Yes, the Home Hub looks better than the original Echo Show but when compared to the 2018 Echo Show, its design fails are evident. Its base, which is non-detachable is to obvious and this detracts away from the product's visual appeal. Amazon went through a similar design process with its original model by looking to ensure the speakers were large and powerful enough, and this compromised on the product overall – much the same as Google has done with the Home Hub as the base is the way it is to account for the speakers. This is equally a problem with Lenovo and JBL's options too, which generally highlights the issue with buying first-generation products. With Amazon already at the second-generation level, it has managed to actually increase the quality of its audio on the 2018 Echo Show while at the same time refining the design so the smart display looks more like a tablet – instead of a screen with a massive speaker attached. In other words, it looks more like a compete package. To make matters worse, the Home Hub doesn't even feature a camera and so you can't make video calls with it. While this aspect might actually appeal to those who are more privacy-concerned, it's technically one of the main selling points of a smart display. For example, Facebook has just announced a smart display which basically only lets you make video calls. This is also exactly why you will find a camera on the Echo Show, as well as on Google's partner devices. So while on paper Home Hub is designed to be a competitor to Echo Show, it's not. It's not even a competitor to other Google Assistant and Android Things-powered smart displays. It just has a better color choice and that should not be reason alone to consider buying.
Google Home Hub is merely a reference design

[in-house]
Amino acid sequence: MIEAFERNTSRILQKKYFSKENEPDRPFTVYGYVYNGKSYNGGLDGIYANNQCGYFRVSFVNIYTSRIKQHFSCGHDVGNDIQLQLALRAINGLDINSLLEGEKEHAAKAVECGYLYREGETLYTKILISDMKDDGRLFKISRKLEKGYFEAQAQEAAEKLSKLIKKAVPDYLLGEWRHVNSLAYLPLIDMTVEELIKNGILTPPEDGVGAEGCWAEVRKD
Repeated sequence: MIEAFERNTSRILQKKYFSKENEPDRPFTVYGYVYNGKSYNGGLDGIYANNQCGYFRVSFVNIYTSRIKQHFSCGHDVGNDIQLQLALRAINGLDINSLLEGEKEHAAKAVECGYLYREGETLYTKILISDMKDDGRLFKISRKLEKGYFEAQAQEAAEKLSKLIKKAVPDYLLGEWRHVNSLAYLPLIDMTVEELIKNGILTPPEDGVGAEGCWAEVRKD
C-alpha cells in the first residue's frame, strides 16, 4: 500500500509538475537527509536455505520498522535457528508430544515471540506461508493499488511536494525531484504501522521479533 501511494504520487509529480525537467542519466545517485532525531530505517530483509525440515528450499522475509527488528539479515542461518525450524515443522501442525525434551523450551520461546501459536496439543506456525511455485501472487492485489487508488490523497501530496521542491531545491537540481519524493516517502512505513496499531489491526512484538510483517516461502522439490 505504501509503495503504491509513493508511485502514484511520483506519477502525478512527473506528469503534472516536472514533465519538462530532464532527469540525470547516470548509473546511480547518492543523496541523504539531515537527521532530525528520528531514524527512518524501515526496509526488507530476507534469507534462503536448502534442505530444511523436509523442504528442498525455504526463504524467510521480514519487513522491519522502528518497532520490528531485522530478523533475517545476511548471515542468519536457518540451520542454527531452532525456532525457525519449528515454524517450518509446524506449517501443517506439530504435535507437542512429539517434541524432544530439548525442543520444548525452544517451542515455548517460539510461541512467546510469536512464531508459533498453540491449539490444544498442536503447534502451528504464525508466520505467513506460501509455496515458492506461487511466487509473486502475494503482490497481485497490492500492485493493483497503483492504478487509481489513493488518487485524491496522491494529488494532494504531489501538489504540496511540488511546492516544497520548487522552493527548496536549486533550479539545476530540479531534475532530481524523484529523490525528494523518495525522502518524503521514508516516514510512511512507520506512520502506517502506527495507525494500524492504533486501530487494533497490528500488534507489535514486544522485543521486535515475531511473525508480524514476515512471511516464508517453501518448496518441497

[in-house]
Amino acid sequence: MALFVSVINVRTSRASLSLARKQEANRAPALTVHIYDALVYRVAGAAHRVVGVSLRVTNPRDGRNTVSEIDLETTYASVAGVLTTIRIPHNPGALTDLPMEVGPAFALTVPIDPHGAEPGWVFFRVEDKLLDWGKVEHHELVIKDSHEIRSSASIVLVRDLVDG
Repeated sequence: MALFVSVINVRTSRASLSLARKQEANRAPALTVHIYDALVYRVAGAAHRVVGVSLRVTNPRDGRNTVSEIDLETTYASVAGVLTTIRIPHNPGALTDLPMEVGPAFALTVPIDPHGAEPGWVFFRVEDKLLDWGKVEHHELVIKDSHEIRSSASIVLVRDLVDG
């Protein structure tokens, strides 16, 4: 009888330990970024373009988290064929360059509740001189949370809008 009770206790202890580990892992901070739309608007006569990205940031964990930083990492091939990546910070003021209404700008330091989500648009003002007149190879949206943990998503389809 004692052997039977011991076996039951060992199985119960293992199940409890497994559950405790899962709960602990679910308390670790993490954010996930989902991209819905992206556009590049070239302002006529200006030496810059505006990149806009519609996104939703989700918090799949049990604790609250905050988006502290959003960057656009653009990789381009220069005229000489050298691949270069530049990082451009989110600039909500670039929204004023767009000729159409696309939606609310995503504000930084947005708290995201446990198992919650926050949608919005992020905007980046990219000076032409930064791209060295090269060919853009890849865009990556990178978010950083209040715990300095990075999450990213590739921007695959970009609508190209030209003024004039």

In reality, it's probably best to not think of the Google Home Hub as a real consumer product, but more of a reference design for others to use, take on, and improve. As it's arguably, more suited to developers as a no-thrills solution to use when developing for this new and emerging product category. After all, reference designs are nothing new to Google and the company does typically offer a reference product in most of its product categories. The difference here though is unlike most other consumer-facing product lines where Google offers its own hardware solution, there is no real difference in the software experience encountered by users. This is not like mobile Android where a third-party company takes Google's stripped-back 'stock' version of Android and then skins it with its own design, features and perks. Instead, this is a one-size-fits-all interface which is identical regardless of which option you choose from. To put it another way, Google does not only update its Home Hub, but it updates all smart displays. So there is no distinct software advantage to having a smart display by Google, unlike the Pixel Phone or the ADT-2. In many ways, the platform is more similar to Wear OS, formerly Android Wear, as the same lack of software deviation exists there too. Which, on a side note, is also likely why in spite of customer interest Google has yet to actually intro its own smartwatch – it does not want to step on 'partner' toes before the category proves itself to be self-sufficient. Yes, Google did announce a couple of new features today, Home View and Ambient EQ, but the former is likely to appear on other smart displays in due course, and while the latter sounds good (automatically adjusting to the light in the room) it's not exactly a wow feature, or again one that makes the Home Hub an instant buy.
The point here is not to put any particular buyer off buying Google's Home Hub. If you're in the market for a smart display, prefer Google's way of doing things, and do not want to spend too much on the technology just yet, then Home Hub is for you. After all, it does only cost $20 more than the standard Google Home and by all measurements is a far superior product. However, unlike the two new Pixel 3 phones that were announced today, or the Pixel Slate, the Home Hub is not an impressive product, it's not the best in class, and anyone seriously wanting to get the best out of the smart display category would do well to opt for something else. That doesn't necessarily mean converting to Amazon and Alexa's way of doing things if you don't want to, as Lenovo and JBL smart displays are also massively superior products with the cheapest option coming in at just $50 more than Google's Home Hub. That's a small increase in price for a larger display and video calls, as well as all the features and benefits you would get with the Home Hub.